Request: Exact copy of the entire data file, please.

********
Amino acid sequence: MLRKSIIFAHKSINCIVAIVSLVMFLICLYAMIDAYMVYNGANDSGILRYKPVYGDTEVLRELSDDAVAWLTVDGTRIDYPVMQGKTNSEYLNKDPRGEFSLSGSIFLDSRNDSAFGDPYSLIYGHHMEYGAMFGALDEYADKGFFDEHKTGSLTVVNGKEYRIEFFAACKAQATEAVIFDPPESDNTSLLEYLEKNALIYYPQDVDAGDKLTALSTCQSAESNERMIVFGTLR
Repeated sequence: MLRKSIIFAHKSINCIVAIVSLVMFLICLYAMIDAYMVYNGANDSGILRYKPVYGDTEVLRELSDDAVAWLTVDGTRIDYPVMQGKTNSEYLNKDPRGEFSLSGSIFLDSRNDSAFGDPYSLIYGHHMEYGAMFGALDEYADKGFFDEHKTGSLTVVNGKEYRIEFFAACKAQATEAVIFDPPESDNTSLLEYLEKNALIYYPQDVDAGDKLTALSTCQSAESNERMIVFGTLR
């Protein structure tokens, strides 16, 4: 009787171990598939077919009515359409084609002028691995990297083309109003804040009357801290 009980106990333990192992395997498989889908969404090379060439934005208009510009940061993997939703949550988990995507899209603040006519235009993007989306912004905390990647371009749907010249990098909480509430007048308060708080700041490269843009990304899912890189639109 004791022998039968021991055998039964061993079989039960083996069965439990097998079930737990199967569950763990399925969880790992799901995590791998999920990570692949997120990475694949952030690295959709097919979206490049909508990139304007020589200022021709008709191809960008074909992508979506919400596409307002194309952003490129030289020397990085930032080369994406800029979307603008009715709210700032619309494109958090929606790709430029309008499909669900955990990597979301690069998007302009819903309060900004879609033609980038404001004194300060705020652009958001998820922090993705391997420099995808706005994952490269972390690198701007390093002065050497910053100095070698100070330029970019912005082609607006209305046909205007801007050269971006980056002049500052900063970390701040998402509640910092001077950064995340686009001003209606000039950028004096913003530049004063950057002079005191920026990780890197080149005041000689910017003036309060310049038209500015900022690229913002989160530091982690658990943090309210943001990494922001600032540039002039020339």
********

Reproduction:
Amino acid sequence: MLRKSIIFAHKSINCIVAIVSLVMFLICLYAMIDAYMVYNGANDSGILRYKPVYGDTEVLRELSDDAVAWLTVDGTRIDYPVMQGKTNSEYLNKDPRGEFSLSGSIFLDSRNDSAFGDPYSLIYGHHMEYGAMFGALDEYADKGFFDEHKTGSLTVVNGKEYRIEFFAACKAQATEAVIFDPPESDNTSLLEYLEKNALIYYPQDVDAGDKLTALSTCQSAESNERMIVFGTLR
Repeated sequence: MLRKSIIFAHKSINCIVAIVSLVMFLICLYAMIDAYMVYNGANDSGILRYKPVYGDTEVLRELSDDAVAWLTVDGTRIDYPVMQGKTNSEYLNKDPRGEFSLSGSIFLDSRNDSAFGDPYSLIYGHHMEYGAMFGALDEYADKGFFDEHKTGSLTVVNGKEYRIEFFAACKAQATEAVIFDPPESDNTSLLEYLEKNALIYYPQDVDAGDKLTALSTCQSAESNERMIVFGTLR
């Protein structure tokens, strides 16, 4: 009787171990598939077919009515359409084609002028691995990297083309109003804040009357801290 009980106990333990192992395997498989889908969404090379060439934005208009510009940061993997939703949550988990995507899209603040006519235009993007989306912004905390990647371009749907010249990098909480509430007048308060708080700041490269843009990304899912890189639109 004791022998039968021991055998039964061993079989039960083996069965439990097998079930737990199967569950763990399925969880790992799901995590791998999920990570692949997120990475694949952030690295959709097919979206490049909508990139304007020589200022021709008709191809960008074909992508979506919400596409307002194309952003490129030289020397990085930032080369994406800029979307603008009715709210700032619309494109958090929606790709430029309008499909669900955990990597979301690069998007302009819903309060900004879609033609980038404001004194300060705020652009958001998820922090993705391997420099995808706005994952490269972390690198701007390093002065050497910053100095070698100070330029970019912005082609607006209305046909205007801007050269971006980056002049500052900063970390701040998402509640910092001077950064995340686009001003209606000039950028004096913003530049004063950057002079005191920026990780890197080149005041000689910017003036309060310049038209500015900022690229913002989160530091982690658990943090309210943001990494922001600032540039002039020339």